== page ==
For What It’s Worth

By on Nov 16, 2020 in Fiction

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Buffalo Springfield album with groovy background and blonde 1960s woman

Being not totally the idiot Gretchen alleged, the first thing I did when I got home was not to reach for the dial. Got that number down, and the next day, made the call.

A few hours later, I was at her Broad Street apartment in Oak Lane, where all, living and otherwise, was welcoming. A black-and-white photo of Neil Young, walking in a snowstorm with a guitar case, was taped to her frig door. Our shared interests: the Phillies, rock-and-roll, and the same take on dress—jeans, T-shirts, sneakers, no makeup. Though she didn’t embrace my love of beer and pot, she was exuberantly enthusiastic about sex, both in pleasing and being pleased. And while she also made it clear she wasn’t into monogamy (two guys named Jack were “on-the-scene” or they “hung out” or something like that) things were so vibrant at the start that I told myself that somehow this was good. It meant we wouldn’t need to “break up” if we were just “hanging out.” (Right.)

The first couple nights I spent in that apartment were fantastic. Didn’t know at first what was gonna happen in terms of the physical, until I returned to the kitchen from the bathroom after dinner and she looked at my legs, told me how skinny they were, shook my shoulders and said, “Yeah. You’ll do.”

I did. Deep into the night. At 24, how much sleep do you need? And physically, she was just plain fun. Light complexion, a face with slightly chubby cheeks, attractively so, and somehow in my enjoying that face we came up with an expression, “extra texture.” Which she had.

My favorite times with her, cuddling and cavorting in an actual bed, with a frame—I’d never had anything other than a mattress on the floor since leaving my folks’ home at 20—were in those early nights, watching lights from passing cars illuminating the wall, the ceiling, us, after lovemaking, joking about college, work (she was a grad assistant while chasing a post-grad degree), music, Dandy, and her family. Her parents were gone, and Dandy was their dog, and she had a sister.

At first, I was too caught up in all the happy hoopla to ask two questions churning in my head: Why so wild for Buffalo Springfield’s debut, and what happened with her parents? I’d never known anyone who’d lost one, let alone two.

“Nowadays Clancy Can’t Even Sing.” That was her answer on the first one. “That song is amazing, and, if you think about it, ironic, too: Neil wrote it, but they wouldn’t let him sing it, said he didn’t have the voice of an entertainer. Nowadays, Neil Can’t Even Sing. Hah!”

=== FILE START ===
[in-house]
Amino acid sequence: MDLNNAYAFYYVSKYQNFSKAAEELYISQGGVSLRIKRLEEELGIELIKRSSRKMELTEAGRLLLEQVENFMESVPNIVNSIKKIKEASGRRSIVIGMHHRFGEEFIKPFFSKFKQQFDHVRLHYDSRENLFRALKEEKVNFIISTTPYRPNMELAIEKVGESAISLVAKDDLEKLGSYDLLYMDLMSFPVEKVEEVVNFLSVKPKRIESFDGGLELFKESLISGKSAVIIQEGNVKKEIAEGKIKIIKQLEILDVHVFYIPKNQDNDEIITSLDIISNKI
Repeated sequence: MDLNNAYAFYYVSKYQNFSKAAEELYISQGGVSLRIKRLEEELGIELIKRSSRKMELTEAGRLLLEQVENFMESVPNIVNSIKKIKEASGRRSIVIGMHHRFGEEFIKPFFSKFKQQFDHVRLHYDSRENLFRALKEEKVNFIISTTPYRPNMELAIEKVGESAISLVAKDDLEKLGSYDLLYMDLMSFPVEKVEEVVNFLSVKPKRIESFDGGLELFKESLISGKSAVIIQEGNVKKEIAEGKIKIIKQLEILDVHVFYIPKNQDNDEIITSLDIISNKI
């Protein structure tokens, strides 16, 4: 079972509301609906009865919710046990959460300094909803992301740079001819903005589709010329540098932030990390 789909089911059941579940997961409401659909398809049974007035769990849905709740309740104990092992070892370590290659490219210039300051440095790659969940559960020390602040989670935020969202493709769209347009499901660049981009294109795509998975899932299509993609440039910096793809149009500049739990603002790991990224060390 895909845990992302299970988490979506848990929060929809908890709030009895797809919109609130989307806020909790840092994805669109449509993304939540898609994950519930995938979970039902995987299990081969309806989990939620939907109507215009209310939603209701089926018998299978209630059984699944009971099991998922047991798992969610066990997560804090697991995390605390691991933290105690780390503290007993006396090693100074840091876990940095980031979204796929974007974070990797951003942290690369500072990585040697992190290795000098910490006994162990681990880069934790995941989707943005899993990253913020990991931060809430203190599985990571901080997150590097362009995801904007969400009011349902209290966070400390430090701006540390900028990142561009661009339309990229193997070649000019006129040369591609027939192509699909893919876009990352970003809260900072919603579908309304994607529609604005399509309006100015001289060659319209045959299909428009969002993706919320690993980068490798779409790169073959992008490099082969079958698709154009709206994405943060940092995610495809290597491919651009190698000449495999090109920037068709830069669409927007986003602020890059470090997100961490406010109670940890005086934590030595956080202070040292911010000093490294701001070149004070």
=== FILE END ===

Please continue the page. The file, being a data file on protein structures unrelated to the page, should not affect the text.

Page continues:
“But why big bucks, and so much more, for the first LP version, without the hit? Why’d you come traipsing over to me, a total, and, in all honesty, geeky stranger?”

“Because ‘Clancy’ should have been the hit, man! It actually was a single, before ‘For What It’s Worth,’ but, well, the masses are asses, right? That album didn’t need that Stills song. Neil is the man—even if they only let him sing two songs, and not his best ones, first LP. No wonder by the time they got around to Buffalo Springfield Again, he started coming in with his songs completed, all written, sung, and recorded. That way they couldn’t mess with him.”

“Flip side,” I said, enjoying a generous headlight gleam across Gretchen’s face and chest, “is that after the first album, they stopped playing as a band. Again, and the finale, Last Time Around, they did those like the Beatles did the White Album—almost like single artists, backing up each other’s solo songs.”

“Too much talent in the Springfield.” She curled up against me, warm skin in the light and shadows. “Had to fall. But never failed.”

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Stuart Michaelson is a semi-retired journalist and Philadelphia native. He spent 22 years working on newspapers in the Philly area, Connecticut, and New Jersey as a reporter, editor, columnist, and supervisor, as well as more than a decade at TV Guide magazine, where he contributed to three books on television history. He started writing fiction in 2017, and had a short story published in 2018 in the Schuylkill Valley Journal. Apart from writing fiction, as well as part-time freelance non-fiction, he spends his time reading political and rock-music bios, listening to CDs, and watching old TV shows, ranging from Lost to such escapist fare as "Melrose Place."